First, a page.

Mention the term “forward looking statement” to any pre-revenue public company CEO and he’ll get an instant case of rigor mortis.
The powers that be have done a great job of scaring the pants off CEO’s when it comes to making forward looking predictions about revenues for the company.
The Corporations Act however only makes a couple of passing references to forward looking statements requiring there to be a “reasonable basis” for making one.
The problem however is that the term “reasonable basis” has not been tested in court and therefore it is left to bureaucrats who have no commercial experience to determine what that reasonable basis might be.
This approach is based on the thesis that investors need to be saved from themselves and that the public are incapable of determining what a reasonable basis for a revenue prediction might be.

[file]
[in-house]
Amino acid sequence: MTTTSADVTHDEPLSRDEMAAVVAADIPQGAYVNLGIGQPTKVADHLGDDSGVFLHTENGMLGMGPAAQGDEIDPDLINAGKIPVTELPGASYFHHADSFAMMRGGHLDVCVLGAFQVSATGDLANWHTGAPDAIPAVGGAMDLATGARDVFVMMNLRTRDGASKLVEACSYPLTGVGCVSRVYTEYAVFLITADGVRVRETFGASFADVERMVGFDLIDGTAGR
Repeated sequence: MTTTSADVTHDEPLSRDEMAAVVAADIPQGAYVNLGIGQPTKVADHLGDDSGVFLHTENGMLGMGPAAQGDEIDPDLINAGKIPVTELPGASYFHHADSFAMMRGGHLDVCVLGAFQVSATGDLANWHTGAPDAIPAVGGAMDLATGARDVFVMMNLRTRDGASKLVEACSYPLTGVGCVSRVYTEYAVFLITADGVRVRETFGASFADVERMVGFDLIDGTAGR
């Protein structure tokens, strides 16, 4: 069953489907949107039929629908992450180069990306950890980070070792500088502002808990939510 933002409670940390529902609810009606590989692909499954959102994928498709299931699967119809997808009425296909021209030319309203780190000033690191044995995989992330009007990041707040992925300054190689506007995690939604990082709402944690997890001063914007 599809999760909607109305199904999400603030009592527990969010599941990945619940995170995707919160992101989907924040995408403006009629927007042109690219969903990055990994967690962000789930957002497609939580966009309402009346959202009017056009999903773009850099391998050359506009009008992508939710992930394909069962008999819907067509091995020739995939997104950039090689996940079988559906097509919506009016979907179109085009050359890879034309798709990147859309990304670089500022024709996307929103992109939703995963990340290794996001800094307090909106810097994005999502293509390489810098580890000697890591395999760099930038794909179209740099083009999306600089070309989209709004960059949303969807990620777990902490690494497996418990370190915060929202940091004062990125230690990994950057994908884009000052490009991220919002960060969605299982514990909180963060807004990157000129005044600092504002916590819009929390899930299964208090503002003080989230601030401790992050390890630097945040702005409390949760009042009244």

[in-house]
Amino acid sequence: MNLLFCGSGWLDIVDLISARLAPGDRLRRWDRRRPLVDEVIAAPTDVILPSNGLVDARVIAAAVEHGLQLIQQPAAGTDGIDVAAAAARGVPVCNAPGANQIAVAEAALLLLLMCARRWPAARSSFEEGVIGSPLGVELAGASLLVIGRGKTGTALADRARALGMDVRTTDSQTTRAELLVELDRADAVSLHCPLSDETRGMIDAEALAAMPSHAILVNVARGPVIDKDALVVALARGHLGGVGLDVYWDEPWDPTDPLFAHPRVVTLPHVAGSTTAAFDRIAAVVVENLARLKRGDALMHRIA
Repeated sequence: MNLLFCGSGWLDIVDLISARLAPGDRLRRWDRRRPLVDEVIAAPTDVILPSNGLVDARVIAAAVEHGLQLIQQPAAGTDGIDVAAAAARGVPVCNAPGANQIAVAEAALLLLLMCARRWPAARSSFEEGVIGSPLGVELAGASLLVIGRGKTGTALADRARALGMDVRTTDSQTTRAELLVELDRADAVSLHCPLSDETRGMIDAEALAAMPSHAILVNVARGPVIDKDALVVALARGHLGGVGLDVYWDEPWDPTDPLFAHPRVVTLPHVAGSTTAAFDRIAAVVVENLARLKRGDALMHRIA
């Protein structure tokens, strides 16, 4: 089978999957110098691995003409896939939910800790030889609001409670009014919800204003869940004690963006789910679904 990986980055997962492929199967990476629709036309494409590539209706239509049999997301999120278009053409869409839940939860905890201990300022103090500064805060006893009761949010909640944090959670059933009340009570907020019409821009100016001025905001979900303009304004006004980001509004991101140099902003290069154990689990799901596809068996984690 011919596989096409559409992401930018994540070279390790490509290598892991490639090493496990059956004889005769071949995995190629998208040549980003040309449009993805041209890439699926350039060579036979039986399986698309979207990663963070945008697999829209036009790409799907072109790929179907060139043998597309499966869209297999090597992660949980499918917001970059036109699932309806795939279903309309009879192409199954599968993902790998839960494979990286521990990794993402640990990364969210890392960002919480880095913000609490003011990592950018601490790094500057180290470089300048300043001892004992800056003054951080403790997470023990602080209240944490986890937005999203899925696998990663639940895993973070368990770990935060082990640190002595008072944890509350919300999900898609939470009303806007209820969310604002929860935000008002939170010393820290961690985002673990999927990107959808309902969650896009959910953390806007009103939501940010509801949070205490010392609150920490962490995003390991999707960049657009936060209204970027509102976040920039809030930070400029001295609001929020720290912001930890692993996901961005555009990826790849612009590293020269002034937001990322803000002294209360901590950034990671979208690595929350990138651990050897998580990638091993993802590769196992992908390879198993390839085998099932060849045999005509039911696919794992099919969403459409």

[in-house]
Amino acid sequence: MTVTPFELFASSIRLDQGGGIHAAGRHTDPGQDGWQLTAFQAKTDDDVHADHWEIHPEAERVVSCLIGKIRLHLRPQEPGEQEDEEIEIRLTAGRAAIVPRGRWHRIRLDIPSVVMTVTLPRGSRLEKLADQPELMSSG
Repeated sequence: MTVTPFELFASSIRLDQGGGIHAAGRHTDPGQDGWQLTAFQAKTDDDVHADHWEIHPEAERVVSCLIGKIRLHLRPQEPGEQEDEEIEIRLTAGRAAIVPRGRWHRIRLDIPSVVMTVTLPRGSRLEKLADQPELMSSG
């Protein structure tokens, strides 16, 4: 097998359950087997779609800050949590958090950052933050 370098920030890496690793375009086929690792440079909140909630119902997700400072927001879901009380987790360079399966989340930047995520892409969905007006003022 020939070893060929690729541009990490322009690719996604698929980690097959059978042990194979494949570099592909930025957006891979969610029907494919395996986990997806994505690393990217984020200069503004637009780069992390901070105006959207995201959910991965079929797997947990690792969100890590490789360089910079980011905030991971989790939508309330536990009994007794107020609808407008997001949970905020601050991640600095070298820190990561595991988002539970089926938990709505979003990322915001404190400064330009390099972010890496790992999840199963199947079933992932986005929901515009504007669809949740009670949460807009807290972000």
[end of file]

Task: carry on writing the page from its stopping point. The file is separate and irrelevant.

A better approach might be to allow CEO’s to make revenue predictions provided only that they also publish their reasons for making those predictions.
Investors could then make their own considered judgements about whether there was a reasonable basis for making that prediction and CEO’s could then be held accountable by shareholders – not the bureaucrats if they get it wrong.
What do you think ? Email : firstname.lastname@example.org